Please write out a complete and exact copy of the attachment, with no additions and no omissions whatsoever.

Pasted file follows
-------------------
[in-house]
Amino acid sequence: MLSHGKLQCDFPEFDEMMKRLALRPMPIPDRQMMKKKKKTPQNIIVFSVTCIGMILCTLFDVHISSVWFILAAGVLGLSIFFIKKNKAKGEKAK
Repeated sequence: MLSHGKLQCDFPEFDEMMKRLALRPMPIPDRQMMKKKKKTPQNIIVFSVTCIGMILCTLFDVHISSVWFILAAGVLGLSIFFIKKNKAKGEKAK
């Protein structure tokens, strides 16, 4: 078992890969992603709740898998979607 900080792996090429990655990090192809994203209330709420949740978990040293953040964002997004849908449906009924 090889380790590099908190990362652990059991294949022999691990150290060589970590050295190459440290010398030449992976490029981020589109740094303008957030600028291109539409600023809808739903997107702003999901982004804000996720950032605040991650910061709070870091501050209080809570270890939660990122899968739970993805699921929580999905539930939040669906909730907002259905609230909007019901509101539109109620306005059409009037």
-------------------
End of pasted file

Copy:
[in-house]
Amino acid sequence: MLSHGKLQCDFPEFDEMMKRLALRPMPIPDRQMMKKKKKTPQNIIVFSVTCIGMILCTLFDVHISSVWFILAAGVLGLSIFFIKKNKAKGEKAK
Repeated sequence: MLSHGKLQCDFPEFDEMMKRLALRPMPIPDRQMMKKKKKTPQNIIVFSVTCIGMILCTLFDVHISSVWFILAAGVLGLSIFFIKKNKAKGEKAK
């Protein structure tokens, strides 16, 4: 078992890969992603709740898998979607 900080792996090429990655990090192809994203209330709420949740978990040293953040964002997004849908449906009924 090889380790590099908190990362652990059991294949022999691990150290060589970590050295190459440290010398030449992976490029981020589109740094303008957030600028291109539409600023809808739903997107702003999901982004804000996720950032605040991650910061709070870091501050209080809570270890939660990122899968739970993805699921929580999905539930939040669906909730907002259905609230909007019901509101539109109620306005059409009037």